A shareholder who had waged a losing battle with a co-op in a dispute over apartment alterations was ordered by the court to reimburse the co-op for its legal expenses. That decision in Silverman v. 875 Tenant Corp. (2006) may cause shareholders to think twice before bringing a suit against a co-op. Here's what happened in that specific case, which illustrates when and how a co-op shareholder may find him/herself in similar straits.
John and Isabelle Silverman were the owners of a unit at 875 Tenant Corp., a co-op at 875 Fifth Avenue in Manhattan. The Silvermans alleged that the co-op had breached its obligations under the proprietary lease, the co-op's bylaws and an alteration agreement related to construction that the Silvermans wished to undertake. In addition, they maintained that the co-op constructively evicted them from their apartment and committed fraud. The co-op asserted counterclaims for breach of contract, fraud, and attorneys' fees under the lease and alteration agreement.
After several years of litigation, the appellate division of the Supreme Court upheld a lower court's dismissal of the bulk of the Silvermans' claims and dismissed the remaining causes of action.
The terms of the proprietary lease provided that "if the [co-op] shall successfully defend any action or proceeding (or claim therein) commenced by [the Silvermans], [the Silvermans] will reimburse the [co-op] for all expenses (including but not limited to) attorneys' fees and disbursements thereby incurred by the [co-op], so far as the same are reasonable in amount, and the [co-op] shall have the right to collect the same as additional rent."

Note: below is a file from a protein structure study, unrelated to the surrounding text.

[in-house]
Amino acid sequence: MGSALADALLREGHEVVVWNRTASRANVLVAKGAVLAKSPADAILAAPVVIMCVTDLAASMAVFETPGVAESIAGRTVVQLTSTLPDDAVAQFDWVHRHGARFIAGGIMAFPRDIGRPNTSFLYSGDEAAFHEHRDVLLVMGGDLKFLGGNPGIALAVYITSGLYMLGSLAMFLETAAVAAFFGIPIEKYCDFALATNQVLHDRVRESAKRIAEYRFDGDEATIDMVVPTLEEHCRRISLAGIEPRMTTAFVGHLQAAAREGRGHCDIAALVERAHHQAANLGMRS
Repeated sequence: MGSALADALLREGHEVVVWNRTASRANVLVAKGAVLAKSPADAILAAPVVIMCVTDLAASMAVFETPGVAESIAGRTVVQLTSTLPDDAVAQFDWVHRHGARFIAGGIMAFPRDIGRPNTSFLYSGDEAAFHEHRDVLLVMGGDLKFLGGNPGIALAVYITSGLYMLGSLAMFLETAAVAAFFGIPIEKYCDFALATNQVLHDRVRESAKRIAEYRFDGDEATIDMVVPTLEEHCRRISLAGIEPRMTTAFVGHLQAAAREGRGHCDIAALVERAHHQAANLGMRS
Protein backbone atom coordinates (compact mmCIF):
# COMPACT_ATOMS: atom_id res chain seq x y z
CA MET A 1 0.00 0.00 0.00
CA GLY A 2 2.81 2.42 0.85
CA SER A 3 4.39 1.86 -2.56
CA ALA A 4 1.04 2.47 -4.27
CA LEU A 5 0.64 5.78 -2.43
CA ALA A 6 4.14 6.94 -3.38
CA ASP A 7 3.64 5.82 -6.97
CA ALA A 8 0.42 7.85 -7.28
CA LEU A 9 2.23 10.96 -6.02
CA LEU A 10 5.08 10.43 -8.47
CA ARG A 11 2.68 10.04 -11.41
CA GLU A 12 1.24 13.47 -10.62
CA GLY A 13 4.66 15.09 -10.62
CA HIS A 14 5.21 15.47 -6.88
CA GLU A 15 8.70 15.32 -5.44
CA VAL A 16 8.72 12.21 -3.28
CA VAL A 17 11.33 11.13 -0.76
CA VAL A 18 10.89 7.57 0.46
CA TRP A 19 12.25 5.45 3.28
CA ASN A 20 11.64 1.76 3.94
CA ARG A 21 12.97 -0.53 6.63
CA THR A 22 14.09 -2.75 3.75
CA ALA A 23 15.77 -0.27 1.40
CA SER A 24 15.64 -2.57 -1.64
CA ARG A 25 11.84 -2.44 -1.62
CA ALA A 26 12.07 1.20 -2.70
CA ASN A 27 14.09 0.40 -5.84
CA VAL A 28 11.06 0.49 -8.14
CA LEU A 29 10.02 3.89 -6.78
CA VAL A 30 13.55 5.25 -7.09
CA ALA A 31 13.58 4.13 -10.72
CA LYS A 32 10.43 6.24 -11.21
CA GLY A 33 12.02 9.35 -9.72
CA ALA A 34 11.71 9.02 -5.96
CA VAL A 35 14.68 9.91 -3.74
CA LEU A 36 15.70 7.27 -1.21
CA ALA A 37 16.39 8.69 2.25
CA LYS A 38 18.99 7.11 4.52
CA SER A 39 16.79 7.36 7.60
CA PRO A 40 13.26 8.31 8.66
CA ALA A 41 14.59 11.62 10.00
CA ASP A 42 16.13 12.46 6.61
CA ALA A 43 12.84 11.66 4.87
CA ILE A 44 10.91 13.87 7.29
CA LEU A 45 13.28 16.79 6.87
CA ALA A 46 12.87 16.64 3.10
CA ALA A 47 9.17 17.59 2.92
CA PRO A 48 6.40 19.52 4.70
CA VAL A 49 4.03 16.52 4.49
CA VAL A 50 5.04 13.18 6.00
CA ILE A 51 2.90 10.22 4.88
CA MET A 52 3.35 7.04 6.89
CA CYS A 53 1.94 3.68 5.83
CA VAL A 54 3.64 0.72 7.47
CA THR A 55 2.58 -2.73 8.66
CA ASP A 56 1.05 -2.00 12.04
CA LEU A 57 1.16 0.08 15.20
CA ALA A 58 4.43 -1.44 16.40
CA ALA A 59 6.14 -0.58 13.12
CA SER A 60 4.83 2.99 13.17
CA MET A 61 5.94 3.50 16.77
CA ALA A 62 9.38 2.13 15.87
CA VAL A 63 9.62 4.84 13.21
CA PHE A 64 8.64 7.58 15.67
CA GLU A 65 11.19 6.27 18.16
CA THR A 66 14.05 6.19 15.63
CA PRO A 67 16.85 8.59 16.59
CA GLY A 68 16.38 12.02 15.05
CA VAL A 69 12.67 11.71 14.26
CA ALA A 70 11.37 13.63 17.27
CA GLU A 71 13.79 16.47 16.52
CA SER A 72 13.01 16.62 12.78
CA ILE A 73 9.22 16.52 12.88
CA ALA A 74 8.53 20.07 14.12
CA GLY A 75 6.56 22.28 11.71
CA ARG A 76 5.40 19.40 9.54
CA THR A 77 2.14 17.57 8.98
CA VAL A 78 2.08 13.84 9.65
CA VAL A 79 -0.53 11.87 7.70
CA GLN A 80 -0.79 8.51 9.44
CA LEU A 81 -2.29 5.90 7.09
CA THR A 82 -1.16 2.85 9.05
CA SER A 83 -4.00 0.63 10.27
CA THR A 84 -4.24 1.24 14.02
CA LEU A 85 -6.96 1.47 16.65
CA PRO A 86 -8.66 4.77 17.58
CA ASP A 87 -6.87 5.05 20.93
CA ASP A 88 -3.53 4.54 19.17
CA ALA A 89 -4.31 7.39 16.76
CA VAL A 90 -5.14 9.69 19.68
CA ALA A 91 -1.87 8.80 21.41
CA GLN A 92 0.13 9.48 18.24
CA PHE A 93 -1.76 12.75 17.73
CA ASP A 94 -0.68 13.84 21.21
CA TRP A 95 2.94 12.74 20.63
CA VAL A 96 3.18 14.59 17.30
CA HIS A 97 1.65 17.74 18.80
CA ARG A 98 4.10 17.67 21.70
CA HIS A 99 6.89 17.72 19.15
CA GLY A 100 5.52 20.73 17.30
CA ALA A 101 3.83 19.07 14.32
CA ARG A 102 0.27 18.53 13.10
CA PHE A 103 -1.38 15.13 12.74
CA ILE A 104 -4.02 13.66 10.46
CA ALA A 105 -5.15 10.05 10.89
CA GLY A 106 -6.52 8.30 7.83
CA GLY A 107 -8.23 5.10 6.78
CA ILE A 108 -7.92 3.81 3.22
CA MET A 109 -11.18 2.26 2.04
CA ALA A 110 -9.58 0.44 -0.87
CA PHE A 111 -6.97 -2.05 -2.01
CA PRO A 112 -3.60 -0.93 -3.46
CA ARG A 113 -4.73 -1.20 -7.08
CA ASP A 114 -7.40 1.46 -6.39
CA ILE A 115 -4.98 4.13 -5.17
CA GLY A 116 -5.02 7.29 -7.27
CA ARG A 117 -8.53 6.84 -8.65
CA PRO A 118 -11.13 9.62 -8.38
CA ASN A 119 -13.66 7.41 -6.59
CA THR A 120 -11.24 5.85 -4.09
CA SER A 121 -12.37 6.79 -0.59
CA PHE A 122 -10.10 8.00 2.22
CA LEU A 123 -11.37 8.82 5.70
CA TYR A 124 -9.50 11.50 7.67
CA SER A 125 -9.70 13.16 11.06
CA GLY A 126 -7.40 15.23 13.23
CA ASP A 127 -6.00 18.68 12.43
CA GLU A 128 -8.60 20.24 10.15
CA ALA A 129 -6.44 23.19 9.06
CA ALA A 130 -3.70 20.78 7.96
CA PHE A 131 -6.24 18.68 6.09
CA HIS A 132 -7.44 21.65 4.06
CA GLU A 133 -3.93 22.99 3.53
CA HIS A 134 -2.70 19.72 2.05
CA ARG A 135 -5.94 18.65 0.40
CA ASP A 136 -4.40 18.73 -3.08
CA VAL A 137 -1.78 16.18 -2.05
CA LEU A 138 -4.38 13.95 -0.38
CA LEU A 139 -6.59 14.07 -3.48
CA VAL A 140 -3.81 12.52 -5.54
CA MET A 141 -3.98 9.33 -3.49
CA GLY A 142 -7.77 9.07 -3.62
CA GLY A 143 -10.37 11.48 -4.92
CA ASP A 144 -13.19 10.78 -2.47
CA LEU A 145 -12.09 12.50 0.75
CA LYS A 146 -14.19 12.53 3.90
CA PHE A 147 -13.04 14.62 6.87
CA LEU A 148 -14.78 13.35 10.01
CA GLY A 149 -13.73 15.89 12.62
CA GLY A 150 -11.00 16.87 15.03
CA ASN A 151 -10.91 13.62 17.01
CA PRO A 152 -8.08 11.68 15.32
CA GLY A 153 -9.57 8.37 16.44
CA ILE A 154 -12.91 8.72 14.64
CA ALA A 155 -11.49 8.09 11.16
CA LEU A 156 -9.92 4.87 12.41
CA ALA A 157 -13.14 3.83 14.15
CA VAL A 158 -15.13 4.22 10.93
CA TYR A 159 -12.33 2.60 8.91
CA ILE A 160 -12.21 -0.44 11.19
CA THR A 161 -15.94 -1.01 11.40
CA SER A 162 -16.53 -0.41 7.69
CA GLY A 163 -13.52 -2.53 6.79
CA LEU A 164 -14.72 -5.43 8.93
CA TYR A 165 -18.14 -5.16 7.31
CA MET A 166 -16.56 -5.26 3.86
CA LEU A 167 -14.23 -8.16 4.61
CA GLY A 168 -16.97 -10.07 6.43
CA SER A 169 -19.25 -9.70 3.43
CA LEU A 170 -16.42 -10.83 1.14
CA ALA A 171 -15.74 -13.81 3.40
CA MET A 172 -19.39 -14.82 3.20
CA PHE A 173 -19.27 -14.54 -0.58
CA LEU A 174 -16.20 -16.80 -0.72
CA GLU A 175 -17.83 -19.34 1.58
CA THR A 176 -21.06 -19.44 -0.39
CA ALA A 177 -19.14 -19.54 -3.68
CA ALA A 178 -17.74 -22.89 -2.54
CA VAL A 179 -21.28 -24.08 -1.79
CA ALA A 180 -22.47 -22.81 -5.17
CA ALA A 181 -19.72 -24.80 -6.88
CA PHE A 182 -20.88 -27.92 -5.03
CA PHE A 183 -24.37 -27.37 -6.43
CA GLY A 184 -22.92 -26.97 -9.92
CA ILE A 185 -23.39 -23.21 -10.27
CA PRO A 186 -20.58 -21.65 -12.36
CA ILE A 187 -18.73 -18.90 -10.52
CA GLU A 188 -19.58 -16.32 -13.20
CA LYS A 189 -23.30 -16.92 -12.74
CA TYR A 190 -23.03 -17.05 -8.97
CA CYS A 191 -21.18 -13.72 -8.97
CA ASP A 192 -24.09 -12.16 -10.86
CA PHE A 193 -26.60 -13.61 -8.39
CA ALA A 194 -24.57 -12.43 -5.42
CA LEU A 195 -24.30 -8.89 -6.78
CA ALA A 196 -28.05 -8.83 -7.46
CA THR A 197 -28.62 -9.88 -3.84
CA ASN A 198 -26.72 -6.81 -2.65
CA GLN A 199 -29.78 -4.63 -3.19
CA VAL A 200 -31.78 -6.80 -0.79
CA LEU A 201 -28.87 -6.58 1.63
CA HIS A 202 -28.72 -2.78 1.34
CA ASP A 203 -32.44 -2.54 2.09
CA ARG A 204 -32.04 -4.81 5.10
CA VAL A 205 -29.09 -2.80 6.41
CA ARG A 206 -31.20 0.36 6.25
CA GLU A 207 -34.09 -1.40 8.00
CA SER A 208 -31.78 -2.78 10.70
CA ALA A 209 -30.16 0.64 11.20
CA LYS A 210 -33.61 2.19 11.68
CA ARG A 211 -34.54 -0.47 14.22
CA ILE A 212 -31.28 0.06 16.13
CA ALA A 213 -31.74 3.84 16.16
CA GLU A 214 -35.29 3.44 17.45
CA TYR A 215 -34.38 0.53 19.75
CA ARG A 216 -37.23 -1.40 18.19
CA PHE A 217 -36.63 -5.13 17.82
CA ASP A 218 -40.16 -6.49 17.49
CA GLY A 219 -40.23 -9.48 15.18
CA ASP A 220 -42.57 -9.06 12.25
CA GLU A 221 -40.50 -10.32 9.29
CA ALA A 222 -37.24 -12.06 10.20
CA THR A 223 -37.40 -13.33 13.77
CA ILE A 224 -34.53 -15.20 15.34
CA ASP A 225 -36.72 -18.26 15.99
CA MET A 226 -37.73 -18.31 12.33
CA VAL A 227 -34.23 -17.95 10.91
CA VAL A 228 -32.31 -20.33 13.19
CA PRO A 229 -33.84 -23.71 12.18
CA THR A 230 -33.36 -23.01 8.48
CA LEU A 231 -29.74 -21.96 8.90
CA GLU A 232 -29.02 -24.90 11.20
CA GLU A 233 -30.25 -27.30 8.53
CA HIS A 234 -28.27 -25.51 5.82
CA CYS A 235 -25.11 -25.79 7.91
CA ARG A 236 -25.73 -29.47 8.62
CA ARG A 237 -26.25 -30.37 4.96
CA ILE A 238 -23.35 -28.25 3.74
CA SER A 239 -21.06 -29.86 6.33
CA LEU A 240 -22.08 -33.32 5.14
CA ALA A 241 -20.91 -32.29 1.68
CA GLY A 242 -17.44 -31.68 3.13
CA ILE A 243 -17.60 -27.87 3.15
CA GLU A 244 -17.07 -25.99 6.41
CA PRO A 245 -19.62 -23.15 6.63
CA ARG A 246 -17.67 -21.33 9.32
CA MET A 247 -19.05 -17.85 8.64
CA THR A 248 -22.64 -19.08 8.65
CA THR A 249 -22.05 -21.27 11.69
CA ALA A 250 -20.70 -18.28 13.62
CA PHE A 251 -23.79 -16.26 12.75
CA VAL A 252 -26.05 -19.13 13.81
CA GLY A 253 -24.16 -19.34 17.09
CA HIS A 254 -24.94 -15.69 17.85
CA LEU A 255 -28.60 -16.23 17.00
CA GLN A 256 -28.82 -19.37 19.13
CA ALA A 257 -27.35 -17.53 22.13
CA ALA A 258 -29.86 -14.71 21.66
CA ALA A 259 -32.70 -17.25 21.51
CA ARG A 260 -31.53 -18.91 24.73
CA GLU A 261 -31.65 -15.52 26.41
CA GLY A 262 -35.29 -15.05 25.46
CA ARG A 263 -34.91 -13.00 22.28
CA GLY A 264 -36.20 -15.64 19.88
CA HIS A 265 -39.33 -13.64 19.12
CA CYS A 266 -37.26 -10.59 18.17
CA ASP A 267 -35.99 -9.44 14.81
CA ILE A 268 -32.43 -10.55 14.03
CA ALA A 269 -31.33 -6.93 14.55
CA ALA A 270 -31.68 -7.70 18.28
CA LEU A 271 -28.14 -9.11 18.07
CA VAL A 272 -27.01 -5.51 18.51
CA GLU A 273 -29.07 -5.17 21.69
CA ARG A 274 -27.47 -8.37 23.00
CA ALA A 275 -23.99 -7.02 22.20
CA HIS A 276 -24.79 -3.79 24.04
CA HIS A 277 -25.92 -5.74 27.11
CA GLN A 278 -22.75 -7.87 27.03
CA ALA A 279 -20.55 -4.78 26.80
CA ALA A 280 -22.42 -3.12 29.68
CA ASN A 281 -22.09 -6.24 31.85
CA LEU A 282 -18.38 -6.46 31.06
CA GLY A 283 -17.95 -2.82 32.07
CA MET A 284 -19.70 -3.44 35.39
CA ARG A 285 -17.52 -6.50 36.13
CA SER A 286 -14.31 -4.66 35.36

Thus, the quoted language unambiguously provided for an award of reasonable attorneys' fees if two conditions were met: an action begun against the co-op by the Silvermans and the co-op's successful defense of that action. Both conditions were satisfied here. In the court's view, there was no merit to the Silvermans' claim that the attorneys' fees provision in the proprietary lease was unconscionable or against public policy. Although the quoted language could arguably cover any type of suit brought by the Silvermans against the co-op, there was no dispute that the action at issue involved matters clearly within the parties' landlord-tenant relationship. Moreover, there were no overriding policy issues here that would insulate the Silvermans from their contractual obligations.
Nor, said the court, was there any merit to the Silvermans' contention that there was a factual issue as to who the prevailing party was. The court noted that the lease did not even use the term "prevailing party"; it mandated a fee award if the co-op successfully defended an action brought by the Silvermans. Even if the "prevailing party" analysis applied, there was no doubt that the co-op had prevailed.
The fact that the co-op had outstanding counterclaims that could eventually be dismissed did not prevent this court from determining that the co-op successfully defended the Silverman's causes of action and thus was the prevailing party for purposes of this fee application. Likewise, the Silvermans' contention that the co-op's motion was premature and must await the outcome of the counterclaims was without merit.
The court said that it would hold a trial on damages to determine the amount and reasonableness of the attorneys' fees incurred by the co-op. Since its potential entitlement to attorneys' fees could not be determined at this stage, the court said that it would not make any award relating to them. The Silvermans' allegations that the co-op engaged in bad faith tactics of unduly delaying and protracting this litigation would be considered by the court in determining the reasonableness of the fees and whether all the fees sought were for appropriate services involved in the defense of the action.
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